A lawyer who is participating or has participated in the investigation or litigation of a matter shall not make an extrajudicial statement that a person would reasonably believe to be disseminated by means of public communication if the lawyer knows or reasonably should know that it will have a substantial likelihood of materially prejudicing an adjudicative proceeding in the matter.

(Rule 3.6(a)). The comments to Rule 3.6 discuss specific subject matter that "are more likely than not to have a material prejudicial effect on a proceeding, particularly when they refer to a civil matter triable to a jury." (Rule 3.6, Comment 5A). These subjects include: (1) the identify of a witness; (2) the performance or results of any examination or test; (3) the identity or nature of physical evidence expected to be presented; and (4) information that the lawyer knows or reasonably should know is likely to be inadmissible as evidence in a trial and that would, if disclosed, create a substantial risk of prejudicing an impartial trial. (Rule 3.6, Comment 5A(a), (c), (e)).

In addition to the limitations on an attorney's speech imposed by the Georgia Rules of Professional Conduct, the Supreme Court has recognized the Court's power to proscribe "extrajudicial statements by any lawyer, party, witness, or court official which divulged prejudicial matters." See Sheppard v. Maxwell , 384 U.S. 333, 361 (1966).

B. Analysis

Defendant's Motion raises specific conduct that Florida Counsel engaged in during the Wisekal Action, and its proposed order delineates the specific conduct for which it seeks to prohibit Plaintiff's counsel from engaging. The Motion, in essence, seeks to compel counsel for Plaintiffs, including Florida Counsel, to adhere to the standard set forth in Rule 3.6 of the Georgia Rules of Professional Conduct. Plaintiffs, while opposing the Motion, have agreed that all counsel, including Florida Counsel, are bound by the Georgia Rules of Professional Conduct, including Rule 3.6. (Response at 1). The Court notes the Local Rules require Florida Counsel, though admitted pro hac vice, to comply with the Georgia Rules of Professional Conduct. See LR 83.1(C), NDGa.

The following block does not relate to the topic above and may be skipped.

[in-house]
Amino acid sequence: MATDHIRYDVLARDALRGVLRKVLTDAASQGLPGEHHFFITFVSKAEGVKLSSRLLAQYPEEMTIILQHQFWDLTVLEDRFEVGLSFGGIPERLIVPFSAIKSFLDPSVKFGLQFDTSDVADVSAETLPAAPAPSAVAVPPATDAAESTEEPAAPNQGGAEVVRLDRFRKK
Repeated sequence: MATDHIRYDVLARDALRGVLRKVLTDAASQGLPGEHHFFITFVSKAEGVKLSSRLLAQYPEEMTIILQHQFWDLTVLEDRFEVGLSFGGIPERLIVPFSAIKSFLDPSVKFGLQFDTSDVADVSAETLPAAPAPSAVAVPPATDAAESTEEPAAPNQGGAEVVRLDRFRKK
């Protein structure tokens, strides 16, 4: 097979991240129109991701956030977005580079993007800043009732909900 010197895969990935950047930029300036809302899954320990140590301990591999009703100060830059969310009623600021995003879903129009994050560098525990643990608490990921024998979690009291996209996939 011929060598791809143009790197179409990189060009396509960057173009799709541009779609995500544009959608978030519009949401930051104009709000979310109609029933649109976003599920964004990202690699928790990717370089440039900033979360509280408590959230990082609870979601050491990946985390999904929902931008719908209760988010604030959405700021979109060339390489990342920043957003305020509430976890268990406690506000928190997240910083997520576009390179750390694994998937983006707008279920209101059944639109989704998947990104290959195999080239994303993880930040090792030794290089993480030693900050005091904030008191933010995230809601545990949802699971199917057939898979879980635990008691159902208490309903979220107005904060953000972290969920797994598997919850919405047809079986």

Many of Florida Counsel's above-mentioned statements to the media in the Wisekal Action, even if permissible under the Florida Rules of Professional Conduct, may violate Rule 3.6(a) of the Georgia Rules of Professional Conduct.[7] The Court declines to prohibit any specific statements regarding this matter as Defendant seems to request. However, in light of Florida Counsel's representations that they are required to comply with Rule 3.6(a) of the Georgia Rules of Professional Conduct and, to ensure a fair trial to both parties, to avoid extrajudicial statements that may materially prejudice these proceedings, and considering Florida Counsel's statements in the Wisekal Action, the Court concludes that Defendant's Motion should be granted to the extent it request that Florida Counsel comply with Rule 3.6 of the Georgia Rules of Professional Conduct. An order imposing this specific requirement assures the Court's authority to respond to claimed violations of the Rule.

III. CONCLUSION

For the foregoing reasons,

IT IS HEREBY ORDERED that Motion for Order Governing Pretrial Publicity [138] is GRANTED.

IT IS FURTHER ORDERED that counsel for Defendant and counsel for Plaintiffs, including counsel admitted pro hac vice, are required to comply with the Georgia Rules of Professional Conduct, including Rule 3.6(a).[8]

SO ORDERED.